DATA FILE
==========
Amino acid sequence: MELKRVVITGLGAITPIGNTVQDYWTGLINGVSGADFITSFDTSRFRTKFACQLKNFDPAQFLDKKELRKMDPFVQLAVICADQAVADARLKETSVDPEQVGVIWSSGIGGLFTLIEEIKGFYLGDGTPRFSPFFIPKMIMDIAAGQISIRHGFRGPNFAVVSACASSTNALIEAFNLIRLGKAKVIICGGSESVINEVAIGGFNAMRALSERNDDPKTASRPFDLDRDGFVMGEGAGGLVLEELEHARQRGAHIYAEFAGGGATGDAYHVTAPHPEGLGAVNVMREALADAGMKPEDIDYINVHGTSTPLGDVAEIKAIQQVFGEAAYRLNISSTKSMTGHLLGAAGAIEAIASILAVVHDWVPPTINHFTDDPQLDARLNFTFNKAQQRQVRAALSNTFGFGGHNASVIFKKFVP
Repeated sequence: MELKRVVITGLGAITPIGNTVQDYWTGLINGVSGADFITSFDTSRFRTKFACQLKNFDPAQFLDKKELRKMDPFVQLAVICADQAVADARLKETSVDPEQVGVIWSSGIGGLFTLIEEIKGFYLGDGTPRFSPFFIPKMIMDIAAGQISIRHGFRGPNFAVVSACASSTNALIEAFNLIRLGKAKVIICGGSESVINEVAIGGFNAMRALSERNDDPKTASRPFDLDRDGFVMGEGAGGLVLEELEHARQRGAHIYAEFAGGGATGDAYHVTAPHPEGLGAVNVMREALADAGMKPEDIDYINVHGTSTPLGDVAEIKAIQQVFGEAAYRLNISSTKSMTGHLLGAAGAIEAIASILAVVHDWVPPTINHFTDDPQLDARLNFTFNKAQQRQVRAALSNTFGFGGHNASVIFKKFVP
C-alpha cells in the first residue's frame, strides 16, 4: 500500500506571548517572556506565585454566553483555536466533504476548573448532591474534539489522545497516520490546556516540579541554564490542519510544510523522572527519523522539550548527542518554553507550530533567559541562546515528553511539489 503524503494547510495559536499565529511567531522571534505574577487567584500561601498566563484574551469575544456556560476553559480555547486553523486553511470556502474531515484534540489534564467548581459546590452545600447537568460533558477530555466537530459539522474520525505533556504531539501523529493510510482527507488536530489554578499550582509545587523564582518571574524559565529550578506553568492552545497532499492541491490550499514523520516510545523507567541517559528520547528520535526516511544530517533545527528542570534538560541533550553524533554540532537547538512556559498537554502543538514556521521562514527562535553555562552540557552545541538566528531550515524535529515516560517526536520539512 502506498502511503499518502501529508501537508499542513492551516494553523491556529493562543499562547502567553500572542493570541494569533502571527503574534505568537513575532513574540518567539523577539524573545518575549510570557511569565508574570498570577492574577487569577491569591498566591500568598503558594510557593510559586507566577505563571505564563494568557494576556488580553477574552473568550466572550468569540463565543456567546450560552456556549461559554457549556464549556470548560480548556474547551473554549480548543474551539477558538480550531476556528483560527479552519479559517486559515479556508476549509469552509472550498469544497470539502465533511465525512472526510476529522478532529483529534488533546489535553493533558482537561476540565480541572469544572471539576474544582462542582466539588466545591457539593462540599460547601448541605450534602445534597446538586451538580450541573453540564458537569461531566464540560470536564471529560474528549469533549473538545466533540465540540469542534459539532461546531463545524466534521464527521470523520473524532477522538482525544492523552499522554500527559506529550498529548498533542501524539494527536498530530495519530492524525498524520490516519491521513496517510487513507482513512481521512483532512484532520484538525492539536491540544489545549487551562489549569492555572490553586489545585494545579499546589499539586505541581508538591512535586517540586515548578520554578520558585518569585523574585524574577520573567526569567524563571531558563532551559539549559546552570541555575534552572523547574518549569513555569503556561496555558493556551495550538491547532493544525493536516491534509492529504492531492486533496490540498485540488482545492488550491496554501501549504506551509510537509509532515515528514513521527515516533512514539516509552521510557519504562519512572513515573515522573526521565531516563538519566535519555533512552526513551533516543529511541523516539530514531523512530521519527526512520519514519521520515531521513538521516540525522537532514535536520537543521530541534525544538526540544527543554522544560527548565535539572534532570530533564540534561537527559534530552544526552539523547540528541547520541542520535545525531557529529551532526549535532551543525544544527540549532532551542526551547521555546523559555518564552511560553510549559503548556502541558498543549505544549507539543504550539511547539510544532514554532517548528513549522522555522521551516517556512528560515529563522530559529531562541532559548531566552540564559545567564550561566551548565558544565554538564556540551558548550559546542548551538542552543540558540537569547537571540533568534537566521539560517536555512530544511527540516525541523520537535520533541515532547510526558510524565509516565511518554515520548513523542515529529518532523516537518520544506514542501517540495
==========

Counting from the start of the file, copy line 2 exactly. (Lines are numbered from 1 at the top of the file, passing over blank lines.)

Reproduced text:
Repeated sequence: MELKRVVITGLGAITPIGNTVQDYWTGLINGVSGADFITSFDTSRFRTKFACQLKNFDPAQFLDKKELRKMDPFVQLAVICADQAVADARLKETSVDPEQVGVIWSSGIGGLFTLIEEIKGFYLGDGTPRFSPFFIPKMIMDIAAGQISIRHGFRGPNFAVVSACASSTNALIEAFNLIRLGKAKVIICGGSESVINEVAIGGFNAMRALSERNDDPKTASRPFDLDRDGFVMGEGAGGLVLEELEHARQRGAHIYAEFAGGGATGDAYHVTAPHPEGLGAVNVMREALADAGMKPEDIDYINVHGTSTPLGDVAEIKAIQQVFGEAAYRLNISSTKSMTGHLLGAAGAIEAIASILAVVHDWVPPTINHFTDDPQLDARLNFTFNKAQQRQVRAALSNTFGFGGHNASVIFKKFVP